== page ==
The opulent building had the first elevator west of the Mississippi, a "rising room" of sofas that could hold twenty to thirty people. 755 lavishly furnished guest rooms each had their own bathrooms with flushable toilets, air conditioning and electronic call buttons for room service. Meals were served with fine china, silver and crystal, and electricity was installed as soon as Edison invented the lightbulb in 1879. 

The Rebuilt Palace Hotel
Overlooking the Garden Court
From The French Parlor
The infamous 1906 San Francisco earthquake and subsequent fire destroyed the hotel, but it was painstakingly rebuilt in 1909 to more modern standards. The hallway of the second floor mezzanine level has a photo gallery of the original and rebuilt buildings.

The Garden Court, originally the horse carriage entrance, became a magnificent restaurant, with a tinted glass ceiling of 63,000 individual panes to bring in natural sunlight. The ceiling is reinforced with seismic webbing and attached to a second glass canopy. Crystal chandeliers weighing 750 pounds each suspend over elegantly set tables.

The cuisine always showcased the finest of local agriculture, introducing California's bounty to an international clientele. Some well known foods like Green Goddess salad dressing and chicken tetrazzini were created here. The list of luminaries who dined in the Garden Court are too numerous to mention, but one memorable guest was Nikita Kruschev in 1959, at the height of the Cold War. The kitchen crew called it "a horrible night" because he gave a speech in Russian lasting over two hours.

The grand ballroom is called the Ralston Room, and its signature feature are the chandeliers with their crystals cut into apple shapes and then chained together into giant pears. Another large room for conferences is Sunset Court, an area of new construction on the roof of the old building.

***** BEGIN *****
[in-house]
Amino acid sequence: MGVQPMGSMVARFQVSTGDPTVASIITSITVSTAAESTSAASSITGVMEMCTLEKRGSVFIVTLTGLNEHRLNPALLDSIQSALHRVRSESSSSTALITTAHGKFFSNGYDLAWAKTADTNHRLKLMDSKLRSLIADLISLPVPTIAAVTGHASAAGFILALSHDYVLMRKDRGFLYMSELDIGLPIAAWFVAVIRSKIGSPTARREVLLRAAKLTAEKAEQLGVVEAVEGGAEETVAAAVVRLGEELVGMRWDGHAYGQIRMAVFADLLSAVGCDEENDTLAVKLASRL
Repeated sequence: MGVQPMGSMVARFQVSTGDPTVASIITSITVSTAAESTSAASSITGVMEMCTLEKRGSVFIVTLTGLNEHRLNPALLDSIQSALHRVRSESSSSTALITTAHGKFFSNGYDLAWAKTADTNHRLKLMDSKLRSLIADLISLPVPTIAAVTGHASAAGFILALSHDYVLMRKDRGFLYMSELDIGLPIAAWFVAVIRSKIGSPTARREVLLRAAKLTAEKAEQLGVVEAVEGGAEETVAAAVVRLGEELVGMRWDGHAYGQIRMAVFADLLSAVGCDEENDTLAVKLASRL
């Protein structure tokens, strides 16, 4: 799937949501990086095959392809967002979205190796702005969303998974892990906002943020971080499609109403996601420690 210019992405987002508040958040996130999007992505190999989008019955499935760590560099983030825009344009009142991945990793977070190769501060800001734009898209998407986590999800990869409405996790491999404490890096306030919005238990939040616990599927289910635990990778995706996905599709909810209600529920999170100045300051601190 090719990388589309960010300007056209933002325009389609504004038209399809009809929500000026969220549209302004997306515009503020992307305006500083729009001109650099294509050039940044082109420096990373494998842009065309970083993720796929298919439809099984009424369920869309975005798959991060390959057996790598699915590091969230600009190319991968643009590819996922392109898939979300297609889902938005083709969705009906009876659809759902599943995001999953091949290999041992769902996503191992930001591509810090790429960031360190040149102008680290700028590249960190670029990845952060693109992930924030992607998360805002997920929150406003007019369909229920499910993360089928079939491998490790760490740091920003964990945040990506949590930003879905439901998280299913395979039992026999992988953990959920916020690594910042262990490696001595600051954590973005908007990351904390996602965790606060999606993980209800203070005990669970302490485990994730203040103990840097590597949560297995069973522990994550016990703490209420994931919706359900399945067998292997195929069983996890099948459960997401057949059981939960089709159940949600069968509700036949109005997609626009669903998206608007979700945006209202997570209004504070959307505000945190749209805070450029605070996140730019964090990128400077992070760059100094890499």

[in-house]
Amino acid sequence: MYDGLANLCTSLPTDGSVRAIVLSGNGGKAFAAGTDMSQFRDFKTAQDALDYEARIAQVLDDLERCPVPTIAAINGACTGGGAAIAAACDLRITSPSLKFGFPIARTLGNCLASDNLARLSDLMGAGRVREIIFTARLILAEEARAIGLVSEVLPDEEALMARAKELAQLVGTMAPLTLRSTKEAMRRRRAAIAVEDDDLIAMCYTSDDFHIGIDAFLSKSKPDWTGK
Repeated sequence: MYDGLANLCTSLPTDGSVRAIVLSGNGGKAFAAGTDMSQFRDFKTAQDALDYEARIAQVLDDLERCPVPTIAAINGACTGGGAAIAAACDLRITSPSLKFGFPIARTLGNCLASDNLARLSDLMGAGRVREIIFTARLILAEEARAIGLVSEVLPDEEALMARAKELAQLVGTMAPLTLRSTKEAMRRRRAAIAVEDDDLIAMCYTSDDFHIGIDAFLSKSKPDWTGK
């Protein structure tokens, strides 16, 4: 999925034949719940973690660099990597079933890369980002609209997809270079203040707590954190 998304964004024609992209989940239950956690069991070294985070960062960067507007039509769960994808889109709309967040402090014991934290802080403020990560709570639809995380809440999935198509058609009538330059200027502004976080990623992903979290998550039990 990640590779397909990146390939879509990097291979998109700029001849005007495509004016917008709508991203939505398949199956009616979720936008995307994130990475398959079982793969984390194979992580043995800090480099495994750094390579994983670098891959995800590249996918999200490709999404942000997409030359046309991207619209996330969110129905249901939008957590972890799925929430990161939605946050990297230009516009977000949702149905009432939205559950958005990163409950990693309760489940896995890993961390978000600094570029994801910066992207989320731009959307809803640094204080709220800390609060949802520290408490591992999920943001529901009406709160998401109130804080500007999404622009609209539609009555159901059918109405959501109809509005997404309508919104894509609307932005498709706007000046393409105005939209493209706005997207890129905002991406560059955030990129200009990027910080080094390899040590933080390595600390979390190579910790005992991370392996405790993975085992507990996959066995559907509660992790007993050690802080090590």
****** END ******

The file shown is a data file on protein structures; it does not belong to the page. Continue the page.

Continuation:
The French Parlor and The Pied Piper

French Parlor at The Palace Hotel

Overlooking the Garden Court is an ornate reception hall called the French Parlor with fancy arched windows. During Prohibition, the windows were boarded up and covered with red velvet, turning the parlor into a glorified speakeasy. Apparently San Franciscans didn't take the Eighteenth Amendment to the Constitution seriously during the fourteen years it was in effect, and the Palace Hotel was one of the worst offenders.

The Pied Piper Bar and Grill

City Guide Tour
Pied Piper Bar & Grill of
The Palace Hotel
The Pied Piper Bar and Grill is another intriguing part of the hotel. The old-fashioned gentlemen's bar with dark mahogany walls and rich, comfortable furnishings has witnessed the consummation of many business deals, the men puffing away on their cigars and pipes. The centerpiece of the bar is an amazing 1909 painting by Max Parrish called The Pied Piper of Hamelin. The famous artist was asked "to do a nice painting," and since children's fairy tales were highly popular, chose one of them for his subject. He painted his wife as one of the women, and the children depicted were ones he personally knew. He also included himself as the main character, tooting away as the Pied Piper.

The painting is a prize possession of the Palace Hotel. Someone once offered $7,000,000 for it, but they wouldn't bite. Prominently displayed under the painting is a 100-year old bottle of cognac. One shot costs $125 and the person who drinks the last drop will get to keep the bottle. The bar leads to another mahogany paneled room with a grand piano, glass ceiling and more artwork that pictures famous San Franciscans like Lotta Crabtree, an actress who got her start in San Francisco and gifted the landmark Lotta's Fountain to the city.

Also profiled is Emperor Norton, a beloved crackpot from the 1860's and 70's who told everyone he was the Emperor of the United States and Protector of Mexico. He strutted around the streets in regal clothing, making public proclamations and printing his own currency. Everyone humored him, allowing him free meals, lodging and the best theater seats. When he died, 10,000 people attended his funeral.

The Palace Hotel is part of its San Francisco's cultural heritage, a fabulous place that has witnessed history within its walls and regularly hosts celebrities of all stripes. For anyone interested in learning more about the city's past, City Guide's walking tour of the hotel should top the list of things to do.

Glass Ceiling of French Parlor